It's also hard to figure out what I should focus on, when my caseload is great and needs are high, I can't see everyone. Only the most pressing needs even get a consult. There are so many times I want to be able to walk someone through a problem that could really change the outcome of their care (like helping someone fill out a paratransit application which is a ride service for disabled adults) and the most all I can do is give them the phone number. AND that is IF (a very big IF) the doctor deems the social issue worthy of a social work consult. That takes time, and means there is no billing happening.

Obviously (to me), billing for these issues is problematic at best, because patients can't pay. But the answer isn't to ignore the issues and send them on their way, and that's if they ever access care at all.
posted by AlexiaSky at 2:10 AM on May 24, 2018 [17 favorites]


What a cool study. Rather than being an opportunity to criticize doctors, I think it really shows the value of incorporating health into every day life and weaving care more deeply into communities. This changes the social and physical environment, and that can have a huge effect on health.
posted by entropone at 4:26 AM on May 24, 2018 [5 favorites]


If my colleagues in veterinary medicine offered the level of service and care that the US healthcare system offers, they would be out of business within months.

Let's just say I have heard many cases of veterinary professionals who run blood tests, stitch up lacerations, and take x-rays for their friends and co-workers. It sucks, because there are very good reasons why those things should be done by human medical professionals, but not getting them done because of bullshit insurance reasons sucks worse.

I just want to burn the whole system down so I can practice medicine again.

I'm actually really glad to hear you say that, Slarty Bartfast. I've thought for a while that reforms are not going to be enough to fix our healthcare system, but I've rarely heard physicians taking that same stance. You have my axe &c.
posted by Rock Steady at 5:10 AM on May 24, 2018 [3 favorites]


Everything old is new again.

Yes, it is.
posted by tommasz at 5:56 AM on May 24, 2018


Slarty Bartfast: No disrespect to barbers. I have a closer relationship to mine than I do to my PCP.

Because you probably see your barber more often, and under much less stressful circumstances, than your PCP. And your PCP probably costs you more than your barber, and there's the chance that your insurance will screw you over when you visit your PCP, so stress upon stress. My mother-in-law tests her blood pressure at home specifically because her blood pressure goes up when she's at the doc's office.

Or the doctor's offices can install those lovely hair washing stations -- nothing is more soothing (to me, at least) than a scalp massage with hot water. Then take the patient's blood pressure, and after that, tell them how much their medical bill will be.

And no mention of bloodletting so far, or in the article? Per Wikipedia: The red and white pole outside barber shops references a time when barbers were expected to perform bloodletting and other medical procedures to heal the sick; red may have represented blood and white may have been bandages. [Citation needed, because really, I'm gonna need to see a cite for that.]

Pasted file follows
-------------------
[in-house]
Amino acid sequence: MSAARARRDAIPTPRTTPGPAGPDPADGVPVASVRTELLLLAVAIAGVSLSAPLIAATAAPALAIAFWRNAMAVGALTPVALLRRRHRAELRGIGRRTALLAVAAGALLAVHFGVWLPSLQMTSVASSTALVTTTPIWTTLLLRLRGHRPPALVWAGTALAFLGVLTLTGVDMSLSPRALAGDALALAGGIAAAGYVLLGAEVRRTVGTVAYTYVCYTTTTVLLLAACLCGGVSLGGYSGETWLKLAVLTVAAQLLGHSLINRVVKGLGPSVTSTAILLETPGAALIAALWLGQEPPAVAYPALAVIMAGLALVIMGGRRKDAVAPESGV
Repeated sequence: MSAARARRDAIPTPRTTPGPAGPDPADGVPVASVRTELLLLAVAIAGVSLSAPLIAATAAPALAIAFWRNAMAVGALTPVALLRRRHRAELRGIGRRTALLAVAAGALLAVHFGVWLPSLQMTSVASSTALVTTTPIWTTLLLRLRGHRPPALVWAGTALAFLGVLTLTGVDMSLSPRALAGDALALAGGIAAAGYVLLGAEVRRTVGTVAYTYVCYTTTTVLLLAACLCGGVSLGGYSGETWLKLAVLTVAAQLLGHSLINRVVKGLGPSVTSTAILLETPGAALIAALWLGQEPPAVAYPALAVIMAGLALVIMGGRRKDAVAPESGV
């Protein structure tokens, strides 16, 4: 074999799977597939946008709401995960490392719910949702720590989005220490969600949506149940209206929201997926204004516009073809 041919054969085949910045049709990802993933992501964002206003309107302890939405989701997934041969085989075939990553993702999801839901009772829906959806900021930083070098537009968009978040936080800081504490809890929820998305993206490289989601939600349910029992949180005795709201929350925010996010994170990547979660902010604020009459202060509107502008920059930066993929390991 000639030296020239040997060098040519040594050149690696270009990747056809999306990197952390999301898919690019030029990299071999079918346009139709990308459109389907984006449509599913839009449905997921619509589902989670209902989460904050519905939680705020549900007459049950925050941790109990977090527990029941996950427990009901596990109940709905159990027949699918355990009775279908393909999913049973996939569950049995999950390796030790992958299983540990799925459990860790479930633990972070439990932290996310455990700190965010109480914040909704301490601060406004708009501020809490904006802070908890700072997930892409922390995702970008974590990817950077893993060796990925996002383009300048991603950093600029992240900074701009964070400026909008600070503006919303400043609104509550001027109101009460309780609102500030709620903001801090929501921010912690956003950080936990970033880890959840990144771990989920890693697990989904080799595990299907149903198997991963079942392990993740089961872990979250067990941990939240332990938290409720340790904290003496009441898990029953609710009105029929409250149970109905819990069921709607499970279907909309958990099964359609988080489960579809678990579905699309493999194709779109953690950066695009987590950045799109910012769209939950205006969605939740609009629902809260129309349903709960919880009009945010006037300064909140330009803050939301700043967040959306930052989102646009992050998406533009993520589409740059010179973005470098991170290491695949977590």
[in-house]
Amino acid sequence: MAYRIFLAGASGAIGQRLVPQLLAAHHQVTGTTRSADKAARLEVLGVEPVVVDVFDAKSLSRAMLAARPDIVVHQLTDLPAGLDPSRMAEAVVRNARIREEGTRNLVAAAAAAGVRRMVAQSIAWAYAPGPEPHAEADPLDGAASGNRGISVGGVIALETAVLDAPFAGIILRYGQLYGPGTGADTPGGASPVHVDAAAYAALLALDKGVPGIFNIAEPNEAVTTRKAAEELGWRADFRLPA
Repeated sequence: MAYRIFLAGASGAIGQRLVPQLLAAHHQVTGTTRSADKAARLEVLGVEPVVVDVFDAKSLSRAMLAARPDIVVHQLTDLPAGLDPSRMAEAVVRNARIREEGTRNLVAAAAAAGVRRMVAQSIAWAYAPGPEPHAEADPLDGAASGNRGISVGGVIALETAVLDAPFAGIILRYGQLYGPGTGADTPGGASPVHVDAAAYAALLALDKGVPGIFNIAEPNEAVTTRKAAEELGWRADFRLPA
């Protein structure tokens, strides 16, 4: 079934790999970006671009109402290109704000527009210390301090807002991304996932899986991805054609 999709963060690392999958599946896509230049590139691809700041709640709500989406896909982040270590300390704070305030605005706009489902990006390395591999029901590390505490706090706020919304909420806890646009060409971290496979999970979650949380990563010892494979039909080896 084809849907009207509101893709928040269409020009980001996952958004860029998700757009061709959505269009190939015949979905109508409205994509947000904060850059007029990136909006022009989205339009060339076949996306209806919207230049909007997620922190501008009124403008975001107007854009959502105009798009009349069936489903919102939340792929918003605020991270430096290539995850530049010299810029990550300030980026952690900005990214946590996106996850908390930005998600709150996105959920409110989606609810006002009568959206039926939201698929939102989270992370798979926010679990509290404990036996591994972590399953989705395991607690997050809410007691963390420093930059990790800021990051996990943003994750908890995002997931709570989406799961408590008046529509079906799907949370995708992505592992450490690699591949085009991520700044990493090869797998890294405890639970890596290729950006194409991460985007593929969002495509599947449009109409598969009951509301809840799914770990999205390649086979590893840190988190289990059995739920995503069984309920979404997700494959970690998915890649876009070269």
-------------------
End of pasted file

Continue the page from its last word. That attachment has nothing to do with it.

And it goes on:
posted by filthy light thief at 7:52 AM on May 24, 2018 [3 favorites]


I feel you AlexiaSky. I’ve always said medical providers somehow manage to do meaningful health care despite the Byzantine system that pays for health care. Almost every physician, nurse, counselor, social worker I know decides what is important to do to serve the needs of the patient first and then you do all the other stuff that gets you paid.

As this article shows, there are any number of creative ways to “do” health care effectively and they have precisely zero to do with how health care gets paid for. What’s been happening for years is that the number of stuffed shirts in cubicles who know nothing about health care, through whom money passes between me and my patients, is increasing linearly. Traditionally there was some token physician among senior leadership of insurers, benefit managers, and health care organizations but even that is disappearing and even when there is a token physician they are either not being listened to or they’ve abdicated their ethics to make sure they get their slice of the pie.

Where we’re at now is that the system is so top heavy, there is literally no time in the exam room to do health care and get paid and to keep our jobs we just do the getting paid stuff. And now a group of barbers on a shoestring grant budget without forms and malpractice and billing and coding are able to implement a more effective screening program than legions of MBAs and physicians can. It’s like the people who are buying fish antibiotics on Amazon. The whole system is a total farce and I think we are only a few years away from its total obsolescence.
posted by Slarty Bartfast at 8:42 AM on May 24, 2018 [1 favorite]


Why, it's almost as if trying to run a health care system for profit hasn't resulted in the best patient care.

I'm shocked I tell you. Shocked!
posted by fragmede at 8:59 AM on May 24, 2018 [2 favorites]


Interesting, I spent a chunk of last month in Tbilisi, Georgia and noticed that some of the public pay toilets utilize the woman working there to also provide basic health checkup services, I thought this seemed rather forward thinking and probably a good thing.
posted by Twinge at 10:43 AM on May 24, 2018


some of the public pay toilets utilize the woman working there to also provide basic health checkup services

Huh? Please do tell about this. Georgian Doctors moonlight as toilet attendants?
posted by Slarty Bartfast at 7:39 PM on May 24, 2018